Brendan: It's cultural, right? I mean, everybody has the same mother. Everyone can identify in some way, right?
Michelle: Yes, totally. They always tell you what is wrong. And I think that's where the communication gap, the generational gap that the young people keep talking about is like, you always put me down. You always tell me that I'm not good enough.
Brendan: Good enough.
Michelle: Yeah, you're not this, you're not that. You should get a haircut. You should lose weight. You should do this. But the thought is from love and care, is so that you will be better so that you will improve, right? Not that to say that you are not enough. In fact, what I love about the end sequence is, what Evelyn is telling the daughter is like, "No matter what you are, you will always be enough for me." And I think that was the most beautiful message.
Brendan: It was absolutely gorgeous. It was.
Michelle: Thank you. So was yours.
Brendan: I have to tell you really quickly, and I think we might be short on time here. But I want to make sure that I acknowledged that Ke and I have worked together before. Do you know that?
Michelle: I know. Yes, I know.
Brendan: It's been such a privilege to see him again these few times.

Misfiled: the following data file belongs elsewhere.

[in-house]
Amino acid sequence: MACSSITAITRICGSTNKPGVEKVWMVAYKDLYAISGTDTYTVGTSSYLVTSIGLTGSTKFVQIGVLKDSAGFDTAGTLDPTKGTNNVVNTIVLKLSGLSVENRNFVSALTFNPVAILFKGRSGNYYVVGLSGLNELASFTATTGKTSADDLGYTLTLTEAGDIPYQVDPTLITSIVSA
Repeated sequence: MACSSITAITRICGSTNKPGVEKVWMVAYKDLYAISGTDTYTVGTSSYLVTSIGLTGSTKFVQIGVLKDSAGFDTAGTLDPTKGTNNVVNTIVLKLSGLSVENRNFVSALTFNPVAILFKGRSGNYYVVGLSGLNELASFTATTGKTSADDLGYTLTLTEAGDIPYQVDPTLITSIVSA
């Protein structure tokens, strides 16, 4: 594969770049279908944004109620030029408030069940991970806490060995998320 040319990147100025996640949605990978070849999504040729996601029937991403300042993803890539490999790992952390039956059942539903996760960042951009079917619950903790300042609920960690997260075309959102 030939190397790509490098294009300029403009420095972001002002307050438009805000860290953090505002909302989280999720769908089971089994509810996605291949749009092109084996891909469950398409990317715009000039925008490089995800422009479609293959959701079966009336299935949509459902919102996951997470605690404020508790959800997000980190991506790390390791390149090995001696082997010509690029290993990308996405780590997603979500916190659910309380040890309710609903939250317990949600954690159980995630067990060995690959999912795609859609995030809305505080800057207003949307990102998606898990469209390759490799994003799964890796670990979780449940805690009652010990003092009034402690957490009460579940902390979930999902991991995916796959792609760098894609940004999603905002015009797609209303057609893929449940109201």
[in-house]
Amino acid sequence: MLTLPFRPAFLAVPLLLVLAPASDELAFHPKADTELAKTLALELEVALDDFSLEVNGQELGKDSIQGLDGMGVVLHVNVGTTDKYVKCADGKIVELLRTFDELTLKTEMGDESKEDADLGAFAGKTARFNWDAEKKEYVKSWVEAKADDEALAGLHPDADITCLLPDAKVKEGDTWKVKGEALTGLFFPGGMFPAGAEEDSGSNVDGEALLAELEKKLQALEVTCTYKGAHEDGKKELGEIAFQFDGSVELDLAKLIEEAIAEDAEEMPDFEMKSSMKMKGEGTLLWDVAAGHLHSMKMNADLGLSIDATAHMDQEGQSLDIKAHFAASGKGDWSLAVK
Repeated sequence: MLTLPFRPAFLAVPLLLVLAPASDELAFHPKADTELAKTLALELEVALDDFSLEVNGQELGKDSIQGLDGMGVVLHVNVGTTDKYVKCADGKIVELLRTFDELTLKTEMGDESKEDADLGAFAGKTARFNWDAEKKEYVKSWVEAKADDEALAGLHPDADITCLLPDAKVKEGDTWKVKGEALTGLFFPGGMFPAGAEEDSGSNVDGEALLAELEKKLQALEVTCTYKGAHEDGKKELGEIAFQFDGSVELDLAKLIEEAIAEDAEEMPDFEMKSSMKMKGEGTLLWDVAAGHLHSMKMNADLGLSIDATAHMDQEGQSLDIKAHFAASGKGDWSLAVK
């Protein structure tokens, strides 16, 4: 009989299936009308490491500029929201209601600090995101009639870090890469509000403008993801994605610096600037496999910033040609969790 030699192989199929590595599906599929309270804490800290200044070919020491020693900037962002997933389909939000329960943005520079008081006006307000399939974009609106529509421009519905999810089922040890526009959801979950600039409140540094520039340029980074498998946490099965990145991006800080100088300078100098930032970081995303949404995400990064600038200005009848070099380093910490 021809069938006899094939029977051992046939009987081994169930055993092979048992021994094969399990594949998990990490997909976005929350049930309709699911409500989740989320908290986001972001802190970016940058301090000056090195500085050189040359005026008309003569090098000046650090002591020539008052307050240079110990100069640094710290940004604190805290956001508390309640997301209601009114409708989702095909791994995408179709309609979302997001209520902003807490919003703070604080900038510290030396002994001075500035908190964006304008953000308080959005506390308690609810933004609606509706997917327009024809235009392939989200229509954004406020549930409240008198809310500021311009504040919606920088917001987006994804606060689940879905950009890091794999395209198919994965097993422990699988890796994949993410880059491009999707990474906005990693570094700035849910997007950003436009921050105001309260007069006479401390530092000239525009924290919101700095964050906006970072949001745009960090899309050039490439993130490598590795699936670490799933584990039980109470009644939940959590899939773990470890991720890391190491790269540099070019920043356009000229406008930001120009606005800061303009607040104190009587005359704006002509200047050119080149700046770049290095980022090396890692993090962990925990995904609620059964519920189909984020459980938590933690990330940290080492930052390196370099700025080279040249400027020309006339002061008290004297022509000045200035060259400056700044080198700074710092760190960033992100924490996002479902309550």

Michelle: Thank God he never lost his love for filmmaking. So he went and did amazing things back in Asia, in Hong Kong, behind the camera. And it's so nice and so gratifying that he's able to pop up again because he's so good at what he does. We have been so blessed with this whole cast.
Brendan: He is the same as I remember him from 30 years ago.
Michelle: Still with that high voice?
Brendan: Yes. And just that perennial buoyant enthusiasm. And he's always thinking about other people.
Brendan: He puts everyone else first.
Michelle: Yeah. Yeah. See, we had such a generous cast. Ke did that, Jamie Lee does that all the time. We were just like basking in love the whole time. Even though it was so intense, the shooting, it was fun.
Brendan: Right. Yeah.
Michelle: You would not imagine that it could have been fun. But no, yours cannot have been fun. Yours was so heart wrenching. Oh my God.
Brendan: I did have moments of fun. And that was usually in the makeup chair. I would watch YouTube videos of street cooking in Hong Kong, in Korea. I love street cooking videos. All those bizarre, unique foods, that's what I watch all day.
Michelle: Have you watched Feed Phil? Come Feed Phil.
Brendan: Feed Phil, yeah!
Michelle: Yes. That's why I do that as well. When everything is so beautiful and out there and eating local food.
Brendan: Yeah. Oh, I'm sorry. I'm at home right now. I have a little dog in my lap. You maybe didn't even know that.
Brendan: This is Peewee. Someone just came in the door.
Brendan: Peewee, come here.
Michelle: No, he's like, I need some attention.
Brendan: Oh, sorry. That means there's somebody at the door.
Michelle: Okay. It was so nice to talk to you. I wish we had more opportunity before. Now that we're in touch.
Brendan: It's an open door from here.
Brendan: So, I'm not going to say goodbye. I'm going to say farewell. That means I know I'll see you soon.
Michelle: Farewell. I'll see you very soon.
Brendan: That means I'll see you soon.
Michelle: I will see you soon.
Brendan: I'll be seeing you soon. I send my love. Thank you.
Michelle: Big kiss.
Michelle: I send my love. Bye-Bye.